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Stephen Covey is striding purposefully across the stage at the Minneapolis Convention Center, preparing to unveil his Eighth Habit. The crowd is absolutely still, as transfixed as if Covey were about to demonstrate transmogrification.
The habit, like the seven that preceded it and made Covey a rich, rich man and a household name, is simple and irrefutable: find your voice and inspire others to find theirs.
It's as if waves of confidence are emanating from Covey's broad, straight shoulders and washing out into the audience. There is nothing in his demeanor that says snake oil. He really looks like a guy who has it all figured out.
There's a profound sense of alienation in the American workplace, he tells us. Most people believe their co-workers are more talented and more creative than their jobs require. And most people also say they are under increasing pressure to produce more for less. "There's all this talent," he thunders, sweeping an arm toward the crowd, "and we can't even use it."
A murmur of agreement ripples through the auditorium. Out in the seats I imagine we're all feeling the same fear--that our jobs are drying up, that they can be done for a fraction of our wages by someone more desperate somewhere else, that our hard-won skills are passé. And it's not our fault.
"Whole people," he explains, need "whole jobs" to stimulate our bodies, minds, hearts, and spirits. To this end, we should ask four things of our employers: use us creatively, treat us kindly, let us serve human needs in principled ways, and pay us fairly.
We're nodding out in the audience. This is us. We want these things. If we had them, we could take over the world.
"Voice is when your talent and your passion overlaps what the world needs," Covey confides. And voice is inhibited by "five metastasizing emotional cancers: criticism, comparing, complaining, competing for a sense of your own worth, and contending."
People all around me are nodding. This is the feeling we're supposed to be getting, a kind of buoyant, hopeful conviction that we can be as successful as Covey--or at least the guy in the next cube. I don't know how much Covey is being paid for today's appearance, but corporations reportedly pay him upward of $40,000 to motivate their workforces. It's obvious why.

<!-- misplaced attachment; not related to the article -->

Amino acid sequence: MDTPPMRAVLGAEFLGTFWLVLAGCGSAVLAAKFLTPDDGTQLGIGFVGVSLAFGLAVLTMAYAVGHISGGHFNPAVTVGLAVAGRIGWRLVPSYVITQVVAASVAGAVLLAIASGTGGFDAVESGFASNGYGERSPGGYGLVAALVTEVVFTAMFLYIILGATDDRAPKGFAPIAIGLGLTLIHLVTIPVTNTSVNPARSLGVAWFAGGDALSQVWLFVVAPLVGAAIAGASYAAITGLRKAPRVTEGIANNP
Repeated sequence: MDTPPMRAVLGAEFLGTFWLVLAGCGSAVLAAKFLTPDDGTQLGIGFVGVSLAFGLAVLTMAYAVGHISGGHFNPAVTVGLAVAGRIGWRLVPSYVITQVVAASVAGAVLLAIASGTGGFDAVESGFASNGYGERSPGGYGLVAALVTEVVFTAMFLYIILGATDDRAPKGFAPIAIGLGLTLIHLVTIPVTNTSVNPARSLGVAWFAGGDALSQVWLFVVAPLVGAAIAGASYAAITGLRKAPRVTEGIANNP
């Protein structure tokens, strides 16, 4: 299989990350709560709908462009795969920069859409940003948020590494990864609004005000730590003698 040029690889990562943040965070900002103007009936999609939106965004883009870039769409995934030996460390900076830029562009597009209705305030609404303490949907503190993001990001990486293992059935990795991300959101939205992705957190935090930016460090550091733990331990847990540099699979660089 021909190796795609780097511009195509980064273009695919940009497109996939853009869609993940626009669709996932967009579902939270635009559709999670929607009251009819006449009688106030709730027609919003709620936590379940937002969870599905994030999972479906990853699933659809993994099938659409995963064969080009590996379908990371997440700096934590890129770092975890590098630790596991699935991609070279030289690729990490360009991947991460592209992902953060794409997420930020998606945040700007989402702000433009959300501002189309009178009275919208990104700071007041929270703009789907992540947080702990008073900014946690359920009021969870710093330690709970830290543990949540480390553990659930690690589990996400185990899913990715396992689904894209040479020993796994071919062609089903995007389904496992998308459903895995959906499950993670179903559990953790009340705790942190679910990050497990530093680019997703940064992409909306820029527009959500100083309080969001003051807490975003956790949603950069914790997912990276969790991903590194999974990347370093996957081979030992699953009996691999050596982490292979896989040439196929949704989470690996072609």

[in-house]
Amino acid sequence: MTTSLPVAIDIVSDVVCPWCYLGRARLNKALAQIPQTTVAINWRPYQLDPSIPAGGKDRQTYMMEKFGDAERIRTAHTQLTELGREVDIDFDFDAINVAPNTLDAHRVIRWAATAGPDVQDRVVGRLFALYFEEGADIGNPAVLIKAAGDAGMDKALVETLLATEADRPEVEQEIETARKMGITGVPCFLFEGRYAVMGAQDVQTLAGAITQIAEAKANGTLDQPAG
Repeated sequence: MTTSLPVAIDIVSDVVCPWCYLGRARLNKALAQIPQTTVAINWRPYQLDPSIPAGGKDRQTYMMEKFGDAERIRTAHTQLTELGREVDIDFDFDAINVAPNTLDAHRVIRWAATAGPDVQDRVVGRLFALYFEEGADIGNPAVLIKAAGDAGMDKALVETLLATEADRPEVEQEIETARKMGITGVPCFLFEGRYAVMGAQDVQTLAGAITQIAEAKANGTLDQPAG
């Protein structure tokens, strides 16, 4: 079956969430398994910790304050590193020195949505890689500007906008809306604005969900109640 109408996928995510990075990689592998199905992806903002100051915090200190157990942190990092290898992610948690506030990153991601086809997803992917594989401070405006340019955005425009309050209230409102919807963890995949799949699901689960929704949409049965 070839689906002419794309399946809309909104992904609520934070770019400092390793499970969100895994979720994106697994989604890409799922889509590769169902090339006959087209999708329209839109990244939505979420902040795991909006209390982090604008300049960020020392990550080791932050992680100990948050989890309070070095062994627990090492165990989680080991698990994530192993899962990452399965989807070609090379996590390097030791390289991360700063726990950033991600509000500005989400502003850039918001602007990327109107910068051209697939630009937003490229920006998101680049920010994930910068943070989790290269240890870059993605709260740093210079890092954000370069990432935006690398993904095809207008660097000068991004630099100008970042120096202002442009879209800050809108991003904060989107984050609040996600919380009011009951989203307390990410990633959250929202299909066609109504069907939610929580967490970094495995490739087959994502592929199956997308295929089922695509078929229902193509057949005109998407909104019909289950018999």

Thirteen million copies of Covey's Seven Habits of Highly Effective People have been sold, as well as countless other books, workbooks, videos, and the like. And I'm betting that half of my seatmates own a Franklin Planner, the marvelously complicated date book that's helped make FranklinCovey, which he co-owns, a $350 million a year company. Clearly, Covey has found his voice.
Onstage, he's using PowerPoint slides to conduct a quick history lesson. When the agrarian age gave way to the industrial revolution, lots and lots of workers permanently lost their jobs. "A massive social dislocation," he acknowledges. "And yet most of the progress of that age comes from that."
He's right about the first part, anyhow. Legions of craftspeople were indeed put out of work by the industrial revolution, which took place in England in the late 1800s. They were replaced by mechanized production systems, which is how we as a society amassed enough time and cash to fixate on things like Franklin Planners, instead of where we might get enough bread and milk to keep all of the kids alive.
As I'm pondering this, something snaps in my mind. Has this guru of American capitalism been reading Karl Marx? In formulating his soon-to-be-best-selling Eighth Habit, did he borrow from Marx's theory on the alienation of labor?
It was bad enough, Marx held, that the industrial revolution replaced, say, skilled furniture makers with unskilled laborers who would only ever know how to turn a chair leg, wiping out countless jobs. This sea change destroyed any hope most folks had of reaping the full value of their own labor and put them at the mercy of a boss who literally owned the means of production.
But mechanization did more than put artisans out of work. It also robbed entire classes of people of the psychic rewards of work. Compared to the feeling of competence that comes with mastering a craft, how satisfying can it be to make the same cog over and over again? The craftsman has a sense of control over his destiny. The laborer doesn't.
Maybe what Covey is suggesting is that those of us who can get back to being artisans the fastest will be the winners in the changing economy. If so, he's conveniently skipping over the part where we learn how to wrest back control over the means of production.
Incredibly enough, back onstage, he is literally exhorting the bosses in the crowd to "let workers out of their chains, to allow them to use their minds." But he's lecturing the proletariat, too: "Get your head out of other people's weaknesses. Stop saying, 'Yeah, this is all great stuff but the person who really needs it isn't here.'" Instead, Covey orders, focus on learning the Eighth Habit.